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Old 11-17-2018, 08:09 AM
 
Location: USA
15,906 posts, read 8,170,566 times
Reputation: 2103
Quote:
Originally Posted by whatsgoingon4 View Post
...

It's been a long time since I've been to church, but I think I need to go back. I feel a drawing but I don't know where to go. I've thought about a more quiet, liturgical church. Lutheran maybe, or Presbyterian. I just don't know if those will be a good fit because I'm 29 years old and it's been my experience that those kinds of churches are shrinking and dying off, I'm guessing because younger people find them boring, to be honest.

Do you know what you’re feeling drawn to? Is it a deeper connection to God? If so, it seems many people find meditation and/or time in nature is actually more conducive for that because many churches, unintentionally perhaps, insert themselves into a role of mediator between God and people, imposing their rules about what you have to believe and do to have a closer connection to God.

But, if you’re looking for fellowship or opportunities to serve others, a church can help with that. So can other organizations. Im just suggesting you have a very clear idea in your mind about what you are being drawn to, because that may help you find what you really want more easily and quickly.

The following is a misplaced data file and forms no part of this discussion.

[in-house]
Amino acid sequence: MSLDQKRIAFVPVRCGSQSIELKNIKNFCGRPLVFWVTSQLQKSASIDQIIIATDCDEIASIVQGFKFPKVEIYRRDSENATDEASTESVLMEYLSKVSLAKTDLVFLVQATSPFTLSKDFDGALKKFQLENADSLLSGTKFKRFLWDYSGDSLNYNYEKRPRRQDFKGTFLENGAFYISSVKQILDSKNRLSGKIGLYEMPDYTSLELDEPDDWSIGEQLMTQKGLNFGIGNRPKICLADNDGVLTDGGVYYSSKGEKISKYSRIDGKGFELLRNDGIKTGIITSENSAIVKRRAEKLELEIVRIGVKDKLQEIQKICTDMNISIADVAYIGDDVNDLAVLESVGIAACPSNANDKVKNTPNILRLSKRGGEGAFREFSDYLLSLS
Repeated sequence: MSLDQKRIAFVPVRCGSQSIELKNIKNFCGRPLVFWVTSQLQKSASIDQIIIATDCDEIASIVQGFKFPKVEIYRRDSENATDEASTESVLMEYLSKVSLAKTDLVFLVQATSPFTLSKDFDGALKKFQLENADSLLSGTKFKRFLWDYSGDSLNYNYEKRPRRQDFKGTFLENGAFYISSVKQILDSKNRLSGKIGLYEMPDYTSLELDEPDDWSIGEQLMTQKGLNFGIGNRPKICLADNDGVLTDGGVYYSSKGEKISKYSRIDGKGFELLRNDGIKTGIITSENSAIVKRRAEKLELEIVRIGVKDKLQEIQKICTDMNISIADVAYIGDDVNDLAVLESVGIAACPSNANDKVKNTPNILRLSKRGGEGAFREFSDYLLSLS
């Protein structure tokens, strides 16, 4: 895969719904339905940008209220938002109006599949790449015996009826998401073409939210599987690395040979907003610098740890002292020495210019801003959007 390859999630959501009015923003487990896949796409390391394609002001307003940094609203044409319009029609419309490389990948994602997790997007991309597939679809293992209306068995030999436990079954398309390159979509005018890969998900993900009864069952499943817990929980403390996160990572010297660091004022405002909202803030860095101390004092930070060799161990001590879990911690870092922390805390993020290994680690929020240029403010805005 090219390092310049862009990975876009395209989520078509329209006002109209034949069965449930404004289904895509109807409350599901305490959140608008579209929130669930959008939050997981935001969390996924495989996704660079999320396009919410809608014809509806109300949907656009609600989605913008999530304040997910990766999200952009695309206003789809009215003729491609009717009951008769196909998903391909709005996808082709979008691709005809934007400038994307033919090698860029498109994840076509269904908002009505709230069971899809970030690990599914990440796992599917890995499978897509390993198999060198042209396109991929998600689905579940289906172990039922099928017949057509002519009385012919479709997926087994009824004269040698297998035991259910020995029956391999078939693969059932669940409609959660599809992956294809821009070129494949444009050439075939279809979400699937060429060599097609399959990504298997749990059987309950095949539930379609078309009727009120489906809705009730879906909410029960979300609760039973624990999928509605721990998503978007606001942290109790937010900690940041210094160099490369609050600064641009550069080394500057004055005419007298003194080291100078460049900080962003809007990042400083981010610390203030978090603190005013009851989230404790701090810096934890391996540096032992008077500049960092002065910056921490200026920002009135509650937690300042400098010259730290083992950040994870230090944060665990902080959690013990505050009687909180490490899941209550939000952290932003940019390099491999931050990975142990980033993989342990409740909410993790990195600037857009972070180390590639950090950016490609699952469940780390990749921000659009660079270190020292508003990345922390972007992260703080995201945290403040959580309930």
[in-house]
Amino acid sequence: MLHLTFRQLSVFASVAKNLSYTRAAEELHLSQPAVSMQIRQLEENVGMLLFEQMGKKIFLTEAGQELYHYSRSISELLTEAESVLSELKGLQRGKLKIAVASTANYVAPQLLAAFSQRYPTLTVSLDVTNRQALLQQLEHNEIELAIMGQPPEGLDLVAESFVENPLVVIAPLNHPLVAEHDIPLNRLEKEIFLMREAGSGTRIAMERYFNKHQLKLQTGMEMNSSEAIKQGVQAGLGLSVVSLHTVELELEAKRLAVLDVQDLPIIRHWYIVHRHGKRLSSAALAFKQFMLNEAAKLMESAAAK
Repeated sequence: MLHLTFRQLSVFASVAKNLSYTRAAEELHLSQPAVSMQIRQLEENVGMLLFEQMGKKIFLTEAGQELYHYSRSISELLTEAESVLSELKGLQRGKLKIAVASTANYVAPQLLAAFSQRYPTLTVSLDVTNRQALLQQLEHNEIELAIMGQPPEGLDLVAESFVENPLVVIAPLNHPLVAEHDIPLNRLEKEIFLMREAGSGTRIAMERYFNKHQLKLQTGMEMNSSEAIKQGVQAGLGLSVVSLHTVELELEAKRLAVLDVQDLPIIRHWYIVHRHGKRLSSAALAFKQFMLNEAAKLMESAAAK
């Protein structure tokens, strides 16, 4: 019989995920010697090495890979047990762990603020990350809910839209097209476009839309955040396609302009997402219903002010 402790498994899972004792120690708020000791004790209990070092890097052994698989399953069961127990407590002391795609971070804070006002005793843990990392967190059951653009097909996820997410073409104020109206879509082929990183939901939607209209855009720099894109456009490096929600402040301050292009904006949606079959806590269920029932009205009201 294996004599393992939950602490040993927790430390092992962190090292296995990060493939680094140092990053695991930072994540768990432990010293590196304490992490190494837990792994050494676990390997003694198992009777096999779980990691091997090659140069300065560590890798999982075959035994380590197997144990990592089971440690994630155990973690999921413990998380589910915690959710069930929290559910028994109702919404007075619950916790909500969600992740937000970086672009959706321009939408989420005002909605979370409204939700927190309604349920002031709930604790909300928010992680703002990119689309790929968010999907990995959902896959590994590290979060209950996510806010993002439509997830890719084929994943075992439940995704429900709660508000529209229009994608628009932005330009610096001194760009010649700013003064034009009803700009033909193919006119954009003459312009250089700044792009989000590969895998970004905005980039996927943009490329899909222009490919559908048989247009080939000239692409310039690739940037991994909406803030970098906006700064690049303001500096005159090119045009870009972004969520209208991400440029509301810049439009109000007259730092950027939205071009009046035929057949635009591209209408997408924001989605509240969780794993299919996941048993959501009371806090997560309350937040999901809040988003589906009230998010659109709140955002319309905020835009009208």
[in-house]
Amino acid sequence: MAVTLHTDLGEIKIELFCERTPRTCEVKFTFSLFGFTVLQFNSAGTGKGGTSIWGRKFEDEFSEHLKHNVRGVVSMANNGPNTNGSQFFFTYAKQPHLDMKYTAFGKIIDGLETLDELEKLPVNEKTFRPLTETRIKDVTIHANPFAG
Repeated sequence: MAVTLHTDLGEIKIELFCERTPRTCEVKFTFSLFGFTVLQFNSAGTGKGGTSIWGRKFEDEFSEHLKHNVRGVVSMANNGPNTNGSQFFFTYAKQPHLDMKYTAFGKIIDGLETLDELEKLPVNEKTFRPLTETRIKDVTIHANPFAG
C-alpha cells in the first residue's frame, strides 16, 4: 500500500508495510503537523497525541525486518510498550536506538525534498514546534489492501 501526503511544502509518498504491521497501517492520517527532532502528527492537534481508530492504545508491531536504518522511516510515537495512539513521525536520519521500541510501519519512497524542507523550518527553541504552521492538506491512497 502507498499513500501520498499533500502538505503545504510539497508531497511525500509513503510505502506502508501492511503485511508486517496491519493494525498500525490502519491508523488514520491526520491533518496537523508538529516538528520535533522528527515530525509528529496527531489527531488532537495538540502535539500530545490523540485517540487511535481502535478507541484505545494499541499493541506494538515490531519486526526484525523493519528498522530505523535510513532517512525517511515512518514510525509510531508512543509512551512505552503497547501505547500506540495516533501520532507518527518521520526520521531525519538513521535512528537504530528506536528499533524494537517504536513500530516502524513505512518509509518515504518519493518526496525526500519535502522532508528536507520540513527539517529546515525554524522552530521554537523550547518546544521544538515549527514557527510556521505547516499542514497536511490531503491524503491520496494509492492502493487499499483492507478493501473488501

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Old 11-17-2018, 08:11 AM
 
Location: Southwestern, USA
15,377 posts, read 12,133,948 times
Reputation: 16624
It's fun to go to new churches each Sunday...some have 25 people and meet in Hotel meeting rooms...they
are Evangelicals with small followings and food afterwords, ha....healings....just not the show of the bigger churches.
The other ones I have tried are so amazingly 'canned', no life., even depressive in the sermons!
If you are a white person you should do fine in a Presb. Church....Asian, black or gay...not so welcoming...you'll see....rather, you will hear if you get into the inner circles what they really feel.

I went to a biker Christian Church 2-3 xs...what fun, fresh ground coffee, donuts...I knew some scruffy people already because I ran into them at Goodwill...it was hugs all around, (I'm a pretty friendly person.)